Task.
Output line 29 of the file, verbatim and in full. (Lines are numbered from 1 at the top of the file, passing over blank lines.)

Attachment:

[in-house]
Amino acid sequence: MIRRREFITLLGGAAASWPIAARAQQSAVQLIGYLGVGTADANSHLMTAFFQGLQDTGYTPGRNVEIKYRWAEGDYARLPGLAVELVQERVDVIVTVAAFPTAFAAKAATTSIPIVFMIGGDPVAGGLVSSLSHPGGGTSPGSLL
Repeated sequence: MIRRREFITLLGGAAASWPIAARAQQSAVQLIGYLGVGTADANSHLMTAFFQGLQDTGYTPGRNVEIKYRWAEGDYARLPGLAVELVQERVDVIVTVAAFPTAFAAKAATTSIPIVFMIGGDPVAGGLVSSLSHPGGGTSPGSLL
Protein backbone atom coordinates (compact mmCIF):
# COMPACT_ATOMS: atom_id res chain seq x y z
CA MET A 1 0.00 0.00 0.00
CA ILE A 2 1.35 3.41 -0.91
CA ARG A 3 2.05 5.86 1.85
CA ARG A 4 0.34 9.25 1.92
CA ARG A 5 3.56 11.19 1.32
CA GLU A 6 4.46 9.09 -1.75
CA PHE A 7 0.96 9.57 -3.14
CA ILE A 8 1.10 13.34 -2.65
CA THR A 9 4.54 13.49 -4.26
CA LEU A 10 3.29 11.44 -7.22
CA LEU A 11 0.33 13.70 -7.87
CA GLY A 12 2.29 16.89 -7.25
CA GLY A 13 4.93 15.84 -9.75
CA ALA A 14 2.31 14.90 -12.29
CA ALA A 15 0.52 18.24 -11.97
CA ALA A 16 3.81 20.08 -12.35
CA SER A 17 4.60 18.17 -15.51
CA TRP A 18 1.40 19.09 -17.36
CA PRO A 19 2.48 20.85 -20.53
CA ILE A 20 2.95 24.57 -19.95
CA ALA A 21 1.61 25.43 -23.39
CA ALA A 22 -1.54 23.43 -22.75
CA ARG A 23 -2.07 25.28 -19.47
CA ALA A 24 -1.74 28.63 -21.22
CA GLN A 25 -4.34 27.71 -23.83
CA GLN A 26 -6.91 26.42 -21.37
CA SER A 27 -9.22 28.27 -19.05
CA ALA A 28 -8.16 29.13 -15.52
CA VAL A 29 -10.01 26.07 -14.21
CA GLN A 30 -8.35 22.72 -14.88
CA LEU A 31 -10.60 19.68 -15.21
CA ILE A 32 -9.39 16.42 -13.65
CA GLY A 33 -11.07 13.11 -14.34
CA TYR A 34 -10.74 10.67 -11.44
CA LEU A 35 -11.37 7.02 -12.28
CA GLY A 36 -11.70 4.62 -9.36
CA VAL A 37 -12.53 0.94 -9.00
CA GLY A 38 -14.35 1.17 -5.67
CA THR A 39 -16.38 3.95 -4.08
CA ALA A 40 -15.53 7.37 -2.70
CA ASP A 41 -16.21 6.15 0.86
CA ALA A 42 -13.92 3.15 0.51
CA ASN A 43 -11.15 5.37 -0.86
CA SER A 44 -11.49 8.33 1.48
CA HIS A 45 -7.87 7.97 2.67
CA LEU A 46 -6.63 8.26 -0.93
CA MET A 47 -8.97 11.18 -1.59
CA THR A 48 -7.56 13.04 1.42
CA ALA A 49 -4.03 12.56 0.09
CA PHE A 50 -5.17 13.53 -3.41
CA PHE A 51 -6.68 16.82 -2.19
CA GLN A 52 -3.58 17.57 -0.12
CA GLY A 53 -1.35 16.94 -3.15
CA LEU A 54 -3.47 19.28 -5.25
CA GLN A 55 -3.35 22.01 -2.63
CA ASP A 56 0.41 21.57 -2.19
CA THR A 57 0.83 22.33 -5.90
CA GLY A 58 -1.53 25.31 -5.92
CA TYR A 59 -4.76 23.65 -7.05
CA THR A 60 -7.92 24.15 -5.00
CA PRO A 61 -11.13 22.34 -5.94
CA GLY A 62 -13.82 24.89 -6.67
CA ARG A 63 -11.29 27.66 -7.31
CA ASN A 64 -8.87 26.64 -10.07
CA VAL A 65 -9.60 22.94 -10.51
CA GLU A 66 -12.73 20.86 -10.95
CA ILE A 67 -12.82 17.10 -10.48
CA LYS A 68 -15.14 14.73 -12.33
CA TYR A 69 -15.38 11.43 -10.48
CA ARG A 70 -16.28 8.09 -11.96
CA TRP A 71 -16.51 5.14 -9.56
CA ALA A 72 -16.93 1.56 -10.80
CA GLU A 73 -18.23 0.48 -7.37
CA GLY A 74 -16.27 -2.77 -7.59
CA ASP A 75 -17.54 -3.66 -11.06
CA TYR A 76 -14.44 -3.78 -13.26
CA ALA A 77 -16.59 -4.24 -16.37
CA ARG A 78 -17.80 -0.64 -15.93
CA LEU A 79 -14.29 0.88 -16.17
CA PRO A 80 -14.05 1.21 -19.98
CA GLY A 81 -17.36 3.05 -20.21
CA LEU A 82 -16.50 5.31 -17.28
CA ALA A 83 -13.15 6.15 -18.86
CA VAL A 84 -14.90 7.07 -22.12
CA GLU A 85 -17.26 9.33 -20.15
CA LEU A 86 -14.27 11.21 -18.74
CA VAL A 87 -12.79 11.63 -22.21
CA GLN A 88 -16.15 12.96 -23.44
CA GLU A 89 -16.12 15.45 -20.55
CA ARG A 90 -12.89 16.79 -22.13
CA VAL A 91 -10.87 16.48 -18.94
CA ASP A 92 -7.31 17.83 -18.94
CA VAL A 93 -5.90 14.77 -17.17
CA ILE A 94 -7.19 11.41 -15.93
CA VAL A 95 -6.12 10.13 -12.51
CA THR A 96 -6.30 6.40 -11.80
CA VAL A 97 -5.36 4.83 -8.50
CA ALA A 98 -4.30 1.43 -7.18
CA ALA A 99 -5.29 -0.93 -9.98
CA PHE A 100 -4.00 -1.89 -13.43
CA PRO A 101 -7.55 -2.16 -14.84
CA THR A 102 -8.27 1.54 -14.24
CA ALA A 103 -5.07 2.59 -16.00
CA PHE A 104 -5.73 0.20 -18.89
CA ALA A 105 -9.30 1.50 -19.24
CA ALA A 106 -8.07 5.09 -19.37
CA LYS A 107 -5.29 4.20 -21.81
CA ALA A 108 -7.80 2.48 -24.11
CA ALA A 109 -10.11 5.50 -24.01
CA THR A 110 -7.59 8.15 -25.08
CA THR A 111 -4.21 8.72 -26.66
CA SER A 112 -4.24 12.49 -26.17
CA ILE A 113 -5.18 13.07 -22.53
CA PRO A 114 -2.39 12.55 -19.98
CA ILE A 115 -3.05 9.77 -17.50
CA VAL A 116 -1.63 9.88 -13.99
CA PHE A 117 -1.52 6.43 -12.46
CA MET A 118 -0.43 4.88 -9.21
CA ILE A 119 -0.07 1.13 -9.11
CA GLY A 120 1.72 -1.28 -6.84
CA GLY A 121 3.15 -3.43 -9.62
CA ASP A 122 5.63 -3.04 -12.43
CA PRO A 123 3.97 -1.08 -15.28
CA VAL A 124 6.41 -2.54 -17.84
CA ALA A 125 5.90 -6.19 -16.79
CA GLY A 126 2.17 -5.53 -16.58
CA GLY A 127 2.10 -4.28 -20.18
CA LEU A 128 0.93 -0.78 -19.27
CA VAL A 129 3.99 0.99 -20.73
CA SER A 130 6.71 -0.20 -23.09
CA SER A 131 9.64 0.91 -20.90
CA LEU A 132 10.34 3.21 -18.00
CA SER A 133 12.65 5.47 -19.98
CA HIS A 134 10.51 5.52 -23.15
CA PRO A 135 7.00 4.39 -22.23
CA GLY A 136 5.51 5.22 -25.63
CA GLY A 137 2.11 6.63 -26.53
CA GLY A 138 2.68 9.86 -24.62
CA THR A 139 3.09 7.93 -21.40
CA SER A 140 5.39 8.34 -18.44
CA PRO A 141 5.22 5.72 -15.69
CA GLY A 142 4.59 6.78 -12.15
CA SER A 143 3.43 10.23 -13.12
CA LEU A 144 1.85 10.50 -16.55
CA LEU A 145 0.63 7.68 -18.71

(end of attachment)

CA ALA A 24 -1.74 28.63 -21.22